Wilkes Communications/RiverStreet Networks (part of Wilkes Telephone Membership Corp.) is more than doubling in size with recent and pending acquisitions of telecommunication entities in North Carolina and Virginia.
TriCounty Telephone Membership Corp., operating in portions of Washington, Beaufort and Hyde counties, has been merged with Wilkes Telephone Membership in a transaction valued at almost $4 million, said Eric Cramer, president and CEO of Wilkes Telephone Membership, Wilkes Communications and RiverStreet Networks.
Wilkes Telephone Membership is the parent company of Wilkes Communications/RiverStreet Networks.
Wilkes Communications/RiverStreet bought Peoples Mutual Telephone Co. and Peoples Mutual Long Distance Co. earlier this year in a cash transaction valued at about $21 million. Gretna, Va.-based Peoples Mutual provides telecommunications services in the south-central Virginia towns of Gretna, Hurt and Renan in Pittsylvania County and Sandy Level in adjoining Henry County.
Cramer said Wilkes Communications/RiverStreet is also in the process of purchasing Ellerbe Telephone Co., operating in Richmond, Montgomery, Moore and Anson counties; Bath-based Reds Cable TV in Beaufort County; and Danville, Va.-based Gamewood Telecom in deals valued at a total of about $3.5 million.
Explaining the rationale of the acquisitions, Cramer said the Federal Communications Commission has a 10-year plan to end support mechanisms that help telecommunication companies operate in rural areas. To replace that support, he said, Wilkes Communications/RiverStreet is striving to operate on a larger and more efficient scale with more customers to avoid raising rates and survive into the future.
“We decided to go back to our core roots to do this by looking to serve the unserved and underserved in rural areas,” said Cramer. The goal is serving people in rural areas who lack broadband, similar to the formation of Wilkes Telephone Membership Corp. in the early 1950s to serve rural residents without phone service, he explained.
“Larger companies have abandoned these areas, so we think there is an advantage to grow there. A number of rural counties are looking to partner with companies like ours to help bring broadband like we’ve done here in Wilkes. The counties provide matching grants to help cover the costs of the buildout. These buildouts are much harder and take longer to produce results than acquisitions.”
Cramer added, “We have looked for acquisitions of smaller copper networks that we can upgrade like the three we purchased in 2015—Saluda, Barnardsville and Service Telephone—and now in 2018 in Richmond and Montgomery counties with the purchase of Ellerbe Telephone.
“Our merger with TriCounty (in Washington, Beaufort and Hyde counties) came about because they were smaller and lacked the scale and size to succeed long term, so we felt that we would be stronger together. They had already passed all of their customers with fiber optic service so it was something that made a lot of sense for both cooperatives. The merger really put us from the mountains to the coast.”
In August, the FCC awarded Wilkes Communications/RiverStreet over $32 million in grant funding to help build broadband Internet networks in south-central Virginia (Pittsylvania, Bedford, Campbell, Halifax, Charlotte, Lunenburg, Mecklenburg and Brunswick counties) along the North Carolina border.
This was the 10th largest grant awarded in the FCC’s Connect America Fund Phase II Auction to expand fixed broadband and voice services in areas larger companies decided not to serve by upgrading their networks.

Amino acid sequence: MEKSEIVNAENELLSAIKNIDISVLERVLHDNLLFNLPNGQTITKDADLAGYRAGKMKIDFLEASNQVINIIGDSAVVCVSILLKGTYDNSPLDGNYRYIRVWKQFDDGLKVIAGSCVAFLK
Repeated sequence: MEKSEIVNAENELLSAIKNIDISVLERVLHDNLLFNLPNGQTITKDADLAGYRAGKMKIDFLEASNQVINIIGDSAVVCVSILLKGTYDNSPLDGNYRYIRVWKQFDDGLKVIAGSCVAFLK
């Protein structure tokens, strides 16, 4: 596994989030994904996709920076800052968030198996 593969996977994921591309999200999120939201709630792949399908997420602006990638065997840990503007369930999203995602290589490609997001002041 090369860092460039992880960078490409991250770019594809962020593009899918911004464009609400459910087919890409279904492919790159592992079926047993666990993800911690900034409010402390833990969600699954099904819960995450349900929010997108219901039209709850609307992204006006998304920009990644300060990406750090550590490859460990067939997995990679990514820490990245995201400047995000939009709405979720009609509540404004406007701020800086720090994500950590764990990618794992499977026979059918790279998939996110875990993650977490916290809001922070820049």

Similarly, Wilkes Communications/RiverStreet was awarded $1 million for expanding broadband in Stokes, Rutherford and Buncombe counties in North Carolina.
“There will likely be another auction in 2021, with a large portion of rural North Carolina up for grabs. We plan to be ready to go after that as well,” said Cramer.
All of these new projects are being managed from Wilkes Communications/RiverStreet headquarters in Wilkesboro, which Cramer said will mean gradually adding engineering, marketing, customer service and technical support staff here. Five people were recently hired in Stokes County for the work there.
Wilkes Communications/RiverStreet Networks now employs 81 people in Wilkes and 64 outside the county.
Cramer said new broadband networks being installed by Wilkes Communications/RiverStreet elsewhere replicate the fiber optic cable network it built in Wilkes. He said these “future proof” fiber optic networks bring gigabit capable broadband Internet speeds directly to homes.
“Wilkes County is probably one of the most connected rural counties—not only in the state but in the nation—because of it. We received approximately $15.6 million in grants to finish the most rural parts of network upgrades here in the county.”
Cramer said Wilkes Communications/RiverStreet has partnered with the N.C. Electric Membership (EMC) Corp. to use N.C. EMC Corp. fiber assets to bring “last mile” broadband service to unserved and underserved areas of the state’s seven telephone membership corporations.
“Grants and partnerships are making these expansions more feasible for us. We’ll also need grants to help finish upgrading the copper networks we have purchased,” he noted.
A new subsidiary called RiverStreet Management Services was created to acquire and operate the entities as part of RiverStreet Networks.
The parent entity remains part of Wilkes Telephone Membership Corp., established in 1951 as a cooperative serving rural Wilkes and owned by Wilkes residents—and now with member-owners in the TriCounty service area in Washington, Beaufort and Hyde counties. Cramer said Wilkes Telephone Membership plans to make customers in these new areas non-voting members of a more expansive statewide broadband cooperative based in Wilkes.